Through this photo book, I am sharing 47 tips on happiness, health, relationships and productivity – all of which can enhance life. The photos used in the book are from my personal collection. You can download the book by clicking on the book cover, or from this link. If you find this useful, please share with others too. I will consider that your birthday gift to me.

7 Reasons Why New Year Resolutions Don’t Work

A new day in Africa! (Sunrise at Hoedspruit, December 2011)

Most of the research suggests that majority of the people do not stick to their resolutions beyond a couple of weeks or months, if at all. And most of the goals established before the New Year end up way short of achievement. Having spent almost 30 years doing resolutions (a few times every year) and working with thousands of salespeople and managers who established annual goals, here’s what I think causes any New Year resolution to fail:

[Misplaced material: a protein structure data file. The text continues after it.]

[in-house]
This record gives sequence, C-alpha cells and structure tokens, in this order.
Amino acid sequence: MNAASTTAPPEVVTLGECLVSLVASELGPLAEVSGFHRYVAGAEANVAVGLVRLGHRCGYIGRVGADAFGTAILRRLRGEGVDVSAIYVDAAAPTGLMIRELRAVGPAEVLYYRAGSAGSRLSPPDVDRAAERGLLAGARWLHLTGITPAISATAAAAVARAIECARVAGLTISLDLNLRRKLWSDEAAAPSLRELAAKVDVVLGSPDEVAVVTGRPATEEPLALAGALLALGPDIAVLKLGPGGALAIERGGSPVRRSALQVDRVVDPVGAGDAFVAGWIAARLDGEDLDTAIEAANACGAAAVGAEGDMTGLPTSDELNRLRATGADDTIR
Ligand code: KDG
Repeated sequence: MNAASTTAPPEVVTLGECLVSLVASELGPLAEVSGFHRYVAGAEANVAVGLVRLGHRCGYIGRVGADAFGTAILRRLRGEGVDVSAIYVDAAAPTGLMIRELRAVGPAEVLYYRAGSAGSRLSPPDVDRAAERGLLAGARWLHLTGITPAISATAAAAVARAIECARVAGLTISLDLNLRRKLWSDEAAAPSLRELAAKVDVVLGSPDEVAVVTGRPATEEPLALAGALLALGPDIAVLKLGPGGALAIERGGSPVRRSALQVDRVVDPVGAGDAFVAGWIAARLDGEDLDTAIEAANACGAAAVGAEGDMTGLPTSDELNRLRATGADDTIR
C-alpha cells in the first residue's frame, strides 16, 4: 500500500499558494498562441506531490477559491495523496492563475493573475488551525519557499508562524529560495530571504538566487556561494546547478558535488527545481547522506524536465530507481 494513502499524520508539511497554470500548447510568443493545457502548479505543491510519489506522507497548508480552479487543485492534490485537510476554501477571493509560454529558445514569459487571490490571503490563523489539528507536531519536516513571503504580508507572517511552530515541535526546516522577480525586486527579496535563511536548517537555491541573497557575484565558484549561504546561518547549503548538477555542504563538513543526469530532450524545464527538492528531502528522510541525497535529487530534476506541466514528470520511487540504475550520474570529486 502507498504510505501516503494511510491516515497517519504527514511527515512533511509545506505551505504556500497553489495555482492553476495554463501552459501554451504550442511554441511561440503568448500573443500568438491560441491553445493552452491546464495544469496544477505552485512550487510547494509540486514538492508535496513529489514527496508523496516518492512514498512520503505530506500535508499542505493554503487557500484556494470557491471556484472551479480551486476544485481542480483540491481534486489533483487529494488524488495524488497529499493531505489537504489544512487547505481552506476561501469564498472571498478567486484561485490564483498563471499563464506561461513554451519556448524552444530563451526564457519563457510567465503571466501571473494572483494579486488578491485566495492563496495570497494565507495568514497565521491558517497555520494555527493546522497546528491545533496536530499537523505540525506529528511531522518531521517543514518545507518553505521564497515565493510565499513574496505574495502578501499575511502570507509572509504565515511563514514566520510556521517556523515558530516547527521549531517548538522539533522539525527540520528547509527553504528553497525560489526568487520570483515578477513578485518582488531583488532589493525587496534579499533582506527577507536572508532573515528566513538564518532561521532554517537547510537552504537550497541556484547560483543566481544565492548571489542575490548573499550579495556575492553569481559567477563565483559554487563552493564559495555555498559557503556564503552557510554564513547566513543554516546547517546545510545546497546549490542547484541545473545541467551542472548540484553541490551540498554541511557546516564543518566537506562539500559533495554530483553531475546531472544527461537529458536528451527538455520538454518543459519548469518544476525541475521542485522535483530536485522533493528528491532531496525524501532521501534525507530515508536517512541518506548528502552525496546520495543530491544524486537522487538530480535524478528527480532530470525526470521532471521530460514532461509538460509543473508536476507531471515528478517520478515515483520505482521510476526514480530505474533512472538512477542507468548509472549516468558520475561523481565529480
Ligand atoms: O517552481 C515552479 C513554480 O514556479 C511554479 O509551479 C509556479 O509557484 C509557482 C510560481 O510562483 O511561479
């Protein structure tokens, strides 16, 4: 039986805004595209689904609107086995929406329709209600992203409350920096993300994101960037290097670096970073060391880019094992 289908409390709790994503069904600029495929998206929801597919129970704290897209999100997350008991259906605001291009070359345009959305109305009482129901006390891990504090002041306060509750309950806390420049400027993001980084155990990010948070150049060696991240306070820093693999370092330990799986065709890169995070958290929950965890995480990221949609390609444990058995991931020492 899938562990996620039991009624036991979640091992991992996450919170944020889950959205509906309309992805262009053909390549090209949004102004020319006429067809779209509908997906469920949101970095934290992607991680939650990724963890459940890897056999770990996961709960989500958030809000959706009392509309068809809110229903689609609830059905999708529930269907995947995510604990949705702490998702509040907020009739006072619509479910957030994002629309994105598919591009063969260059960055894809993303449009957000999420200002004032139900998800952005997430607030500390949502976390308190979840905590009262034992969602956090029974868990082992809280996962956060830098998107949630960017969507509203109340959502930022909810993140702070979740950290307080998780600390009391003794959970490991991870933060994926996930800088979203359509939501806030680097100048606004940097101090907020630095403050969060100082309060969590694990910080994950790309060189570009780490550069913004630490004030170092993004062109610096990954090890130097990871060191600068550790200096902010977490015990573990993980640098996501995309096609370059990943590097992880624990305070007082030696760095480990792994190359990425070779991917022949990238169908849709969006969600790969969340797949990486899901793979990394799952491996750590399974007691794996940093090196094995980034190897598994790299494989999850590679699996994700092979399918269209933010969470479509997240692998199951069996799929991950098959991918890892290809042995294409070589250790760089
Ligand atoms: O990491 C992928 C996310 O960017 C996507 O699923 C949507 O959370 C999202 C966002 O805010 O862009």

1. Too casual. Some people come up with resolutions for the sake of resolutions, without giving serious consideration to what they really want.
  2. Not committed enough. Any resolution without total commitment is as good as a dream.
  3. Not specific enough. ‘I’ll lose weight’, ‘I’ll save money’, ‘I’ll travel’ are all examples of non-specific resolutions.
  4. No deadlines. Open-ended resolutions like ‘I’ll quit smoking’ are like any other promise without a time frame that we can easily postpone.
  5. No planning. A resolution without a plan is like a destination without a road map – without knowing how to get there.
  6. No follow-up. Milestones and checkpoints are critical in any journey. Resolutions that are not reviewed periodically often come to haunt us at the end of the year.